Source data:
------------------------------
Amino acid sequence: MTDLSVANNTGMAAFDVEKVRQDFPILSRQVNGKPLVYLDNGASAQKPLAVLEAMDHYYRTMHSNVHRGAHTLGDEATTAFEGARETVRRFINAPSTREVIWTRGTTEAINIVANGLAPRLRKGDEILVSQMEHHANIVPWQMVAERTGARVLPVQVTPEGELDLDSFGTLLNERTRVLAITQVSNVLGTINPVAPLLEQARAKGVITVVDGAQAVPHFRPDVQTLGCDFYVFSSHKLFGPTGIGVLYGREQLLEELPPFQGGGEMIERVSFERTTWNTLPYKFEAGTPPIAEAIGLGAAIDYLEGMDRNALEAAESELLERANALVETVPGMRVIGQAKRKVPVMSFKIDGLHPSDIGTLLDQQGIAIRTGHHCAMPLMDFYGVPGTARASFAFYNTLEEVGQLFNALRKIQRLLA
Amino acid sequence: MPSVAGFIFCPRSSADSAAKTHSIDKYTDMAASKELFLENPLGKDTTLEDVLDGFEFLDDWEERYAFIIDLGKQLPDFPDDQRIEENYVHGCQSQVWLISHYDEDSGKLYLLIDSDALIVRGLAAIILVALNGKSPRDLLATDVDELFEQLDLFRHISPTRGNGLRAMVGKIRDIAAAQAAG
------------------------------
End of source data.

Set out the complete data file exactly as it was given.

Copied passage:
Amino acid sequence: MTDLSVANNTGMAAFDVEKVRQDFPILSRQVNGKPLVYLDNGASAQKPLAVLEAMDHYYRTMHSNVHRGAHTLGDEATTAFEGARETVRRFINAPSTREVIWTRGTTEAINIVANGLAPRLRKGDEILVSQMEHHANIVPWQMVAERTGARVLPVQVTPEGELDLDSFGTLLNERTRVLAITQVSNVLGTINPVAPLLEQARAKGVITVVDGAQAVPHFRPDVQTLGCDFYVFSSHKLFGPTGIGVLYGREQLLEELPPFQGGGEMIERVSFERTTWNTLPYKFEAGTPPIAEAIGLGAAIDYLEGMDRNALEAAESELLERANALVETVPGMRVIGQAKRKVPVMSFKIDGLHPSDIGTLLDQQGIAIRTGHHCAMPLMDFYGVPGTARASFAFYNTLEEVGQLFNALRKIQRLLA
Amino acid sequence: MPSVAGFIFCPRSSADSAAKTHSIDKYTDMAASKELFLENPLGKDTTLEDVLDGFEFLDDWEERYAFIIDLGKQLPDFPDDQRIEENYVHGCQSQVWLISHYDEDSGKLYLLIDSDALIVRGLAAIILVALNGKSPRDLLATDVDELFEQLDLFRHISPTRGNGLRAMVGKIRDIAAAQAAG